I Who Killed Me-Chapter IV


AKA Xueyun, Contributing Writer

Chapter IV

-Déjà rêvé-

Ⓒ 2023

The heat of the desert boiled the blood in me, reminding me of where I was. I looked up from under a porch’s shade, the sun high above in the painted blue sky. Plants of all kinds surrounded me, brushing against my sleeves as I walked inside the small building. 

The fresh scent of leaves and native flowers soothed me of the unbearable heat. A cluster of small red petals caught my attention, one wilting in the healthy bunch. I brought my hand to it, holding the flower with a gold ring over my thumb. I walked around the counter of the small store just as the doorbell chimed. I turned to the door and saw a tall man. 

He had outgrown black hair tied in a half-up ponytail, and a pale complexion(1.refer), one which suggested he was rich and was foreign to this land. His mouth moved as he spoke, but I could not understand what he said. The strange man walked close to me, looking down at me from where I stood behind the counter as he spoke again. 

Then, within an instant, a cold blade was held to my neck as he smiled, but his eyes had no mercy as his soul was seemingly missing. 

“You’re next.”


The ring of my phone shocked me awake, the dream bringing a deep unease over my neck as I held my hand over it. The room was small and the bed I lay in felt firm. Then I remembered where I was, picking up my phone and sliding it to my ear, “Hello?”

“Lennon,” the voice was different from what I had imagined, one which I had heard before but didn’t know who it belonged to. “You should have listened,” the voice of a man continued, his tone was deep, right in my ear even as it was over the phone.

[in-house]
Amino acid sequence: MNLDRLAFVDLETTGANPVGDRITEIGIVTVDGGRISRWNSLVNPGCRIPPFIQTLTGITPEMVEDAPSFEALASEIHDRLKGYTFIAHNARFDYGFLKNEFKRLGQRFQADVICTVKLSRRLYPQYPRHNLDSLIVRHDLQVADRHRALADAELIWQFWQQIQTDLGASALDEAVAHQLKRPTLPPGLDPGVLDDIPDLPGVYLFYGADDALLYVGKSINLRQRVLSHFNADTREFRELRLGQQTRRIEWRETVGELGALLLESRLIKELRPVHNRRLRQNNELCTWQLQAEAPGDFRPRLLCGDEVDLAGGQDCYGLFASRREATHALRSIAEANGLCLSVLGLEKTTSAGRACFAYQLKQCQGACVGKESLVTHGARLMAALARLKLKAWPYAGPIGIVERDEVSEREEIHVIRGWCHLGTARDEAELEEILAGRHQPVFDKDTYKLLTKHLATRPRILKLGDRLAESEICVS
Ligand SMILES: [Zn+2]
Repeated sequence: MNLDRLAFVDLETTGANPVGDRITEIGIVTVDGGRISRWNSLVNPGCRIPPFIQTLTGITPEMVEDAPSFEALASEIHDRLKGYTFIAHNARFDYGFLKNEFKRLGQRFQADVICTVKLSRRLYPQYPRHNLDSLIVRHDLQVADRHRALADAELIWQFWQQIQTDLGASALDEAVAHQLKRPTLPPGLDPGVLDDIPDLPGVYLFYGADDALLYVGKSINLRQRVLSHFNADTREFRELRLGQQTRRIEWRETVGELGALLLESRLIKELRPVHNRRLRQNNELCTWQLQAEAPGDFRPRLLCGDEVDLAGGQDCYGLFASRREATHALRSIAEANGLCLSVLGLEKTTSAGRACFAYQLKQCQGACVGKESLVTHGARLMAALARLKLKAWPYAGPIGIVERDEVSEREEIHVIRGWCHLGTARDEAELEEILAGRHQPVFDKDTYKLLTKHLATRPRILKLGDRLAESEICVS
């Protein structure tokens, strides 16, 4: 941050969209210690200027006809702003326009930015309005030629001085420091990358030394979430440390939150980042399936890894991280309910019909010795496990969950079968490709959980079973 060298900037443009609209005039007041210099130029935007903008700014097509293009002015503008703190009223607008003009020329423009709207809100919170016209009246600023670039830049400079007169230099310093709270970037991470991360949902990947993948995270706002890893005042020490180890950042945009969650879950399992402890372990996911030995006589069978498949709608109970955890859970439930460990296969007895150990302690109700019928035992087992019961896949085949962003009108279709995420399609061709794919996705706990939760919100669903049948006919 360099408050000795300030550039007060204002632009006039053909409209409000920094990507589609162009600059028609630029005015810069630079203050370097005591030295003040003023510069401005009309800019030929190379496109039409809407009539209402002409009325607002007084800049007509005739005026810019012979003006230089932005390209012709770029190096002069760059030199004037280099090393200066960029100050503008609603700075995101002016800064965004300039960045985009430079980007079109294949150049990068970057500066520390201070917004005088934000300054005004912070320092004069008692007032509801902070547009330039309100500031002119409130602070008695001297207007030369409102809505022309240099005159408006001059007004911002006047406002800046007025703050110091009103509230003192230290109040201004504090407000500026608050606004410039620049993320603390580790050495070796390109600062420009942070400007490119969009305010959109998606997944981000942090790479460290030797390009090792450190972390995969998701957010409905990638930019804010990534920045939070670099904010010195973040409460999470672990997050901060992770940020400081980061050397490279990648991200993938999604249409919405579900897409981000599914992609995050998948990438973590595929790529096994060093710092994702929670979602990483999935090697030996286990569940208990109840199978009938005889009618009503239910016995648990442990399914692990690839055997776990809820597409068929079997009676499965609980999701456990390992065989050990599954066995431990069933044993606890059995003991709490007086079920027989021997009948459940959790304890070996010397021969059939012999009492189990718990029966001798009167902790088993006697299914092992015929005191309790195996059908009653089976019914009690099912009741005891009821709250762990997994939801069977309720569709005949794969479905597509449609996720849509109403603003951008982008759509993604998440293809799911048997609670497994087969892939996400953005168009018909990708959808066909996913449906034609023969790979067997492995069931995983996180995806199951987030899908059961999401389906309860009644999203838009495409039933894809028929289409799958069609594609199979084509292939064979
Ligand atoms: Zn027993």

I was confused, pulling the phone away from me and checking who it was. There was no caller ID. 

“You shouldn’t have come,” the same voice croaked again, yet not from the phone. It came from behind me. 

My heart dropped as my eyes turned before my body could respond. All I saw was that same haunting smile.


I sprung awake, cold sweat trailing down my back while my phone rang on the bedside. I felt for my neck, then looked behind me and all around the room. It was just a nightmare. 

I turned and checked my lit phone’s screen. My boss. I sighed with great relief and answered the phone, “Hello?” 

“Lennon! I’d thought I’d never get a hold of you again! Listen, buddy. I know you’ve been pretty stressed about coming to work and all, but please just stay home. Right now I’ve been hearing more ‘f those murders recently and they don’t sound like they’re letting up anytime soon. Just take it easy for now. I’m closing the pub for a while ‘til it starts to get safer. I don’t want my place to be a hotspot of the next murders, know what I mean?” he spoke fast, his upstate accent heavy on my ears.

It took me a while to pick up on what he was saying, somewhat relieved and anxious by the news, “So you’re laying me off?” 

It was quiet for a moment before he responded, “You gotta understand the situation here. I’ve had you workin’ with me for a while now, one of my best workers, so I’ve considered keeping you updated ‘til I feel it’s gonna get safer.” 

I sighed, “Just tell me when I can go back.” I then hung up, tossing my phone onto the bed before bringing my head into my hands. I need to get some fresh air. 


After a savouring brunch of braised carrot, brown rice, and a cold glass of limoon, I found myself following a familiar group of Americans on a tour bus. The tour guide cheered at the front of the bus as she pointed out various landmarks, buildings, and statues. Even though I wasn’t one to enjoy touring, it was refreshing. At that point, I had completely forgotten that horrific nightmare.